The Vegetable and Fruit and Landscape Design Camp at the B.C. Young people in the camp are learning a variety of orchards and landscaping skills, creating and implementing a landscape design plan to welcome adolescents.
Children in camp learn to identify indigenous and invasive species, to build wooden benches and paths, and to design and photograph natural landscapes.
Charlie Weldridge, treasurer of the BCC board, is running the camp. President Rob Russell said this is a series of funded summer camps. The final session of the camp will be held August 16-19. Cam 6 is for grades 6-12. Children can enroll for one or more sessions.
On Tuesday, August 3, the local plants arrived at the Hokarton House, as well as at a place called Hokarton Historical Interpretation Center. Weeds were planted in the backyard. Waldridge says that it is similar to the Japanese garden in that it has a lot of local vegetation. Students from Trask River High School grew the plants, and students from all over the county joined the day camp by digging and planting new plants.
Hocarton House is a big project for BCAC, Russell said. Ten years ago, local and national organizations, including the Tilamouk Tourists Project, the City of Tilamouk, the BCCC, and others, came together to launch the Hokkult Route Project. Hoquarton House, formerly known as Carlich House, has been identified as the center for meeting and developing the expanding trail.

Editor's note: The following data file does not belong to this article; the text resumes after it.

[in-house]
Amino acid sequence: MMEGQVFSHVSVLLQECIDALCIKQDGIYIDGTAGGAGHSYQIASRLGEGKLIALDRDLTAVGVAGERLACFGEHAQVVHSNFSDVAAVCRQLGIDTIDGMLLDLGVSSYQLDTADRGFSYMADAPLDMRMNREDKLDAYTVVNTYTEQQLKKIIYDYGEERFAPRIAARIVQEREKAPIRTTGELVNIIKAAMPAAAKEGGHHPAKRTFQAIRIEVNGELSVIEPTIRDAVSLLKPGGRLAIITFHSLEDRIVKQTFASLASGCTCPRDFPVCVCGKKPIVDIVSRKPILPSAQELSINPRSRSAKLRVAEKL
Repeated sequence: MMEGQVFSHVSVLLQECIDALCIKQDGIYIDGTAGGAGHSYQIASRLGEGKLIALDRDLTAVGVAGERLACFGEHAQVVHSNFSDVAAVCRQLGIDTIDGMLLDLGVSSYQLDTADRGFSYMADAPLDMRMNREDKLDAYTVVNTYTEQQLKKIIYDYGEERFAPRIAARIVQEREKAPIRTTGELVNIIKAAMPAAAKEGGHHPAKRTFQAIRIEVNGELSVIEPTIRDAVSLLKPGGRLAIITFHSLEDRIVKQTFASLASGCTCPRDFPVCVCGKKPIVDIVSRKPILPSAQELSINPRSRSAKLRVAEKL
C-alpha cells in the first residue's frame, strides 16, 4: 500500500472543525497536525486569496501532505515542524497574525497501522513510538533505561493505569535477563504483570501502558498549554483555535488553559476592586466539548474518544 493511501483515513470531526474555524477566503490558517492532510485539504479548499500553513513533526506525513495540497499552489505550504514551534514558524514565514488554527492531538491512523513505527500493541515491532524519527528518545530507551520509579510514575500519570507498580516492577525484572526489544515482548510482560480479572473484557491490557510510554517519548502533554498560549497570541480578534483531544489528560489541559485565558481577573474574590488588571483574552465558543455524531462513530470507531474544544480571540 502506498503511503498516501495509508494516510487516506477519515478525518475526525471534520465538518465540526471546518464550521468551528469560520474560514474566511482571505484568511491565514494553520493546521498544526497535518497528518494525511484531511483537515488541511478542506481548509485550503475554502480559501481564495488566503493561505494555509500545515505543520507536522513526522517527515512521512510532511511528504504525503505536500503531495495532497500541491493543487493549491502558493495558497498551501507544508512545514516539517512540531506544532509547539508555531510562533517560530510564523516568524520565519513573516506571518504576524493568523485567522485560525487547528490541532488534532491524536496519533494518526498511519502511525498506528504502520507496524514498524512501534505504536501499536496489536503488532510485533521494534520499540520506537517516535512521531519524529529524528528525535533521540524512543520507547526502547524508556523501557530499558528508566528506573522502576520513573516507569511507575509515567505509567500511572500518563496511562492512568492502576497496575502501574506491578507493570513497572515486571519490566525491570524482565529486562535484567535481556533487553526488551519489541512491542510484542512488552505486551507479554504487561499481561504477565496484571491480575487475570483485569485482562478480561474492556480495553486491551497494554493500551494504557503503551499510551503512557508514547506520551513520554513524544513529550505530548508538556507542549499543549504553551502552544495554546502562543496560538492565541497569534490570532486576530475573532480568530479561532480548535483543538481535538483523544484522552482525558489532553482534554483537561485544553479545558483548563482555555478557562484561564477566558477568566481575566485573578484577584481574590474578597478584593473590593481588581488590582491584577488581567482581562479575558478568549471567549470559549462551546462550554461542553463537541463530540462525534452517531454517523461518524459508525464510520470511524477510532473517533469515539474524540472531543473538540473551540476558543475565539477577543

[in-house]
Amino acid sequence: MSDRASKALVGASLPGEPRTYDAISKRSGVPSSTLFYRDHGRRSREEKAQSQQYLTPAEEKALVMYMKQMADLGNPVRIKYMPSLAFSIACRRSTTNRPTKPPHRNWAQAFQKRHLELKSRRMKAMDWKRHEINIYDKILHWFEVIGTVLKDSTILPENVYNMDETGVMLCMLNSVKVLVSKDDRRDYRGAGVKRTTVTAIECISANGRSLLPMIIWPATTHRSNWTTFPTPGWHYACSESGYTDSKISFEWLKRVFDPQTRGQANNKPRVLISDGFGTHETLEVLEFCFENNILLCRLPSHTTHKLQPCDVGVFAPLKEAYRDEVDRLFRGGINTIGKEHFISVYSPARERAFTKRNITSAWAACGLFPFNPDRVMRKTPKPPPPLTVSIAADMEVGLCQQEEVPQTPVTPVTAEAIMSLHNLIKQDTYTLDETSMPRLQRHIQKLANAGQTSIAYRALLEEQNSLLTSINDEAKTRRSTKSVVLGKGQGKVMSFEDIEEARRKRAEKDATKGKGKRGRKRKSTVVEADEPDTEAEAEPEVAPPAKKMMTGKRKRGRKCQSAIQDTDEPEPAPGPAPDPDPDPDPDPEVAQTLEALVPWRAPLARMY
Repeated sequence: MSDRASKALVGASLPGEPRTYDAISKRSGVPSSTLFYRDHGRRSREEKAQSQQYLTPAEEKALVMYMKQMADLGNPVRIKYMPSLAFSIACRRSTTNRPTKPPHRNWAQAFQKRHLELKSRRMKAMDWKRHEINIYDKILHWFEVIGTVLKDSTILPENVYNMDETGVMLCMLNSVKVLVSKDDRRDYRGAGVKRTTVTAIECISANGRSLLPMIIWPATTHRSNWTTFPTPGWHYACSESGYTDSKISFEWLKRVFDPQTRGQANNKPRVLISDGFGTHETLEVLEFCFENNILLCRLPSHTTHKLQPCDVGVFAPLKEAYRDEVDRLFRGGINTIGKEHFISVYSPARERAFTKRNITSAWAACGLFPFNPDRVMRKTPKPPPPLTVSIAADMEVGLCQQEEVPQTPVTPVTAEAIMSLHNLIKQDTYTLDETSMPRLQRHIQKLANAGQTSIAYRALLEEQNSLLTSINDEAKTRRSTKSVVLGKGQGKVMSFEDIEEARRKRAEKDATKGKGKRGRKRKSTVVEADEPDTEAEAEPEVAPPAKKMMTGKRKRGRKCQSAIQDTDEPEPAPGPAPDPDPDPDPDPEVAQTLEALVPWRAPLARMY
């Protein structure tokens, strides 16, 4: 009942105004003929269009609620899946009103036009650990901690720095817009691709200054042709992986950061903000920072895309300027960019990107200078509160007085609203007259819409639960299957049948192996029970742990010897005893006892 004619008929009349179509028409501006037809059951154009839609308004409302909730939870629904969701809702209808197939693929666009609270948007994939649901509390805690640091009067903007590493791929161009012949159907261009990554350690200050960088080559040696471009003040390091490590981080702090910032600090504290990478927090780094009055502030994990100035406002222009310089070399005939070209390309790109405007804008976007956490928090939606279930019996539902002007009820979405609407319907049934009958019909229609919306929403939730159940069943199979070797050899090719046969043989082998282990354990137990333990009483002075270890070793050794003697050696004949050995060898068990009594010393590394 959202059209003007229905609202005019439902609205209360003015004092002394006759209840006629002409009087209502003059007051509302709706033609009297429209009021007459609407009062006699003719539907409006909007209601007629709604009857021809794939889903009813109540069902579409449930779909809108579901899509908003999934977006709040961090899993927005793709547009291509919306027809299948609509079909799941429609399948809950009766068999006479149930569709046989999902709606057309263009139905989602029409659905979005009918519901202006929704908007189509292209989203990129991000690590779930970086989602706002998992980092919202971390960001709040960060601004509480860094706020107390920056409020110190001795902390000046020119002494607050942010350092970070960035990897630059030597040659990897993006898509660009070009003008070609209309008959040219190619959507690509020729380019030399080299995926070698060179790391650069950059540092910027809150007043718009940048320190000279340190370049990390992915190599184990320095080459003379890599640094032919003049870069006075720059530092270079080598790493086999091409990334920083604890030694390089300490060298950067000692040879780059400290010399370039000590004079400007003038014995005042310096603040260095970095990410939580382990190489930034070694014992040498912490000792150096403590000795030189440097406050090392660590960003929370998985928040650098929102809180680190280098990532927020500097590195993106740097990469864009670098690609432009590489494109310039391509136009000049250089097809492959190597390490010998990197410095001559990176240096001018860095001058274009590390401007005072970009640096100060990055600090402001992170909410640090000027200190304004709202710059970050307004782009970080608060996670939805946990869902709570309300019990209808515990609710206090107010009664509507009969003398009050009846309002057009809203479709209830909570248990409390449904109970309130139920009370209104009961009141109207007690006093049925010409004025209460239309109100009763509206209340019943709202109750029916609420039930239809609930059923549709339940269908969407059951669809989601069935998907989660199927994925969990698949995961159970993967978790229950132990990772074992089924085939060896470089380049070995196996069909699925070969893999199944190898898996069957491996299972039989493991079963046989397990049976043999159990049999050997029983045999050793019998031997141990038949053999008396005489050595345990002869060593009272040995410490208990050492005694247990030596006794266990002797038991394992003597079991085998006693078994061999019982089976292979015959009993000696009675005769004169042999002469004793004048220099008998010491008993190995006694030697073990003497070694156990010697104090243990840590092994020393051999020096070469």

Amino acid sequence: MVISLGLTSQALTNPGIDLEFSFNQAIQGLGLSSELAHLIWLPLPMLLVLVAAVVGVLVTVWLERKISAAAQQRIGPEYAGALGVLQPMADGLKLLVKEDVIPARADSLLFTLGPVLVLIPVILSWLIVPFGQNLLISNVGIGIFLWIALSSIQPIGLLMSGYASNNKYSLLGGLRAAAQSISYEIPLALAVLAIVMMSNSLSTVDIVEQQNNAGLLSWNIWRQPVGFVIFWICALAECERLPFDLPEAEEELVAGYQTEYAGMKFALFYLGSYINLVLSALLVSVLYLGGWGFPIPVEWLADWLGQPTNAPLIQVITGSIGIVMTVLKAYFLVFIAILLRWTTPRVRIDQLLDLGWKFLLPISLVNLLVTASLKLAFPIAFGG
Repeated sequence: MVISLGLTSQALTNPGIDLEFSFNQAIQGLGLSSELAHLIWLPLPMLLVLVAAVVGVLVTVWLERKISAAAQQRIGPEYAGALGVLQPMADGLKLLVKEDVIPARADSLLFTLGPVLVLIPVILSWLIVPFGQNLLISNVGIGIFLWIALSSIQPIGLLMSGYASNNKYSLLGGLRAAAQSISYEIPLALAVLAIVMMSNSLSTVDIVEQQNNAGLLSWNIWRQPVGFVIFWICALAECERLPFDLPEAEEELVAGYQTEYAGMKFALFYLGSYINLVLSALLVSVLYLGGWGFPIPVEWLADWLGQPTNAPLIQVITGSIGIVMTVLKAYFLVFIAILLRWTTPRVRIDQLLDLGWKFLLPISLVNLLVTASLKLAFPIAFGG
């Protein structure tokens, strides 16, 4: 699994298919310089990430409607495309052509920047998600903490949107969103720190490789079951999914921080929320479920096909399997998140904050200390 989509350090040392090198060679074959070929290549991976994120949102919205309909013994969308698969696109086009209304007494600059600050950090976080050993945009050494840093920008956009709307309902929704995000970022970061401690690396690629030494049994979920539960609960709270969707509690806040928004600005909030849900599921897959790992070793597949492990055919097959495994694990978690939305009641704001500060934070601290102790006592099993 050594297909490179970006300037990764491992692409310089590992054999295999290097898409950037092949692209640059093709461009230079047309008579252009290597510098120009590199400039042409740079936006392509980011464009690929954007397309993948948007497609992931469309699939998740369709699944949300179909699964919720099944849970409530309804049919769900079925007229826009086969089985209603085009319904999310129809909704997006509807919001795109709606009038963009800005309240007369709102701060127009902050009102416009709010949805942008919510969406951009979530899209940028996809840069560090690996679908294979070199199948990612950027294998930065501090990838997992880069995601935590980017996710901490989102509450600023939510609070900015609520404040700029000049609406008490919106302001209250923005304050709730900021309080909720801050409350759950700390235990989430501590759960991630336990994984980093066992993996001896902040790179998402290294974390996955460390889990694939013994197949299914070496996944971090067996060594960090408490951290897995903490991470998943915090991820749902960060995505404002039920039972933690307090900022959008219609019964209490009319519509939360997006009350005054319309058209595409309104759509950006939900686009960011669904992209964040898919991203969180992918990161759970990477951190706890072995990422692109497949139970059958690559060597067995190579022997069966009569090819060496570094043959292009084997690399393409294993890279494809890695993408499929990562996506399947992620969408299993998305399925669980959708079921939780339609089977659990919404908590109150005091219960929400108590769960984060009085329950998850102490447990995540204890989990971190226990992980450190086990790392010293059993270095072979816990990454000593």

Over the past decade, rehabilitation efforts on the Hokarton Slow have led to the creation of a beach park and an interpretive trail. There is a plan to bridge the bridge that leads to the nearby natural acre.
A.D. In 2014, BCAC began development phase 1 for the Hoquarton Historical Interpretation Center, also known as Hoquarton House. A new foundation has been laid for the house. Moves to a museum. The center will also have an additional basement built along the waterfront. It serves as a science laboratory for young people to do scientific research.